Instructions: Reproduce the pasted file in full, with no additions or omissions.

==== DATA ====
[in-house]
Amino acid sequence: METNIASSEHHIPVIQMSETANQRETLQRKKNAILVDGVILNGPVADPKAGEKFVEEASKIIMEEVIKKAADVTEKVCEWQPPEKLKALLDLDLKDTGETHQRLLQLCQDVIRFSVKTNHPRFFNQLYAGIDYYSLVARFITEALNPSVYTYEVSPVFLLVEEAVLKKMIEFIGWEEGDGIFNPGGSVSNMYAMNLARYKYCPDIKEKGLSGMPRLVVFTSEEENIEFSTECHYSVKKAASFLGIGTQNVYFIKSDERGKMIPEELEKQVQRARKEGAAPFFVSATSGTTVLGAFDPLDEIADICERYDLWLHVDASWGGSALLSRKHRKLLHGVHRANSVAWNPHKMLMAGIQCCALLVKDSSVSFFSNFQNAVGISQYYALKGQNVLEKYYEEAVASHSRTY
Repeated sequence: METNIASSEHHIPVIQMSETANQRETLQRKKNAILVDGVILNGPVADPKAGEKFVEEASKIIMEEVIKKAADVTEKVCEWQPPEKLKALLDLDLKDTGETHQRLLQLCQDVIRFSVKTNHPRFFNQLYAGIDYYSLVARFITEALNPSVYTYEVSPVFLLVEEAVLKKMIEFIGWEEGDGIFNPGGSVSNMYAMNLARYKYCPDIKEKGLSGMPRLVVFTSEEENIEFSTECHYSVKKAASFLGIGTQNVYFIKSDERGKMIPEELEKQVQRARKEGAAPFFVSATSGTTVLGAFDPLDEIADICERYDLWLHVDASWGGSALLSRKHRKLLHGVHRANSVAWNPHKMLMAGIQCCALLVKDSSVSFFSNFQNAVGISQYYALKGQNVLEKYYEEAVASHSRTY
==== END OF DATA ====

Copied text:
[in-house]
Amino acid sequence: METNIASSEHHIPVIQMSETANQRETLQRKKNAILVDGVILNGPVADPKAGEKFVEEASKIIMEEVIKKAADVTEKVCEWQPPEKLKALLDLDLKDTGETHQRLLQLCQDVIRFSVKTNHPRFFNQLYAGIDYYSLVARFITEALNPSVYTYEVSPVFLLVEEAVLKKMIEFIGWEEGDGIFNPGGSVSNMYAMNLARYKYCPDIKEKGLSGMPRLVVFTSEEENIEFSTECHYSVKKAASFLGIGTQNVYFIKSDERGKMIPEELEKQVQRARKEGAAPFFVSATSGTTVLGAFDPLDEIADICERYDLWLHVDASWGGSALLSRKHRKLLHGVHRANSVAWNPHKMLMAGIQCCALLVKDSSVSFFSNFQNAVGISQYYALKGQNVLEKYYEEAVASHSRTY
Repeated sequence: METNIASSEHHIPVIQMSETANQRETLQRKKNAILVDGVILNGPVADPKAGEKFVEEASKIIMEEVIKKAADVTEKVCEWQPPEKLKALLDLDLKDTGETHQRLLQLCQDVIRFSVKTNHPRFFNQLYAGIDYYSLVARFITEALNPSVYTYEVSPVFLLVEEAVLKKMIEFIGWEEGDGIFNPGGSVSNMYAMNLARYKYCPDIKEKGLSGMPRLVVFTSEEENIEFSTECHYSVKKAASFLGIGTQNVYFIKSDERGKMIPEELEKQVQRARKEGAAPFFVSATSGTTVLGAFDPLDEIADICERYDLWLHVDASWGGSALLSRKHRKLLHGVHRANSVAWNPHKMLMAGIQCCALLVKDSSVSFFSNFQNAVGISQYYALKGQNVLEKYYEEAVASHSRTY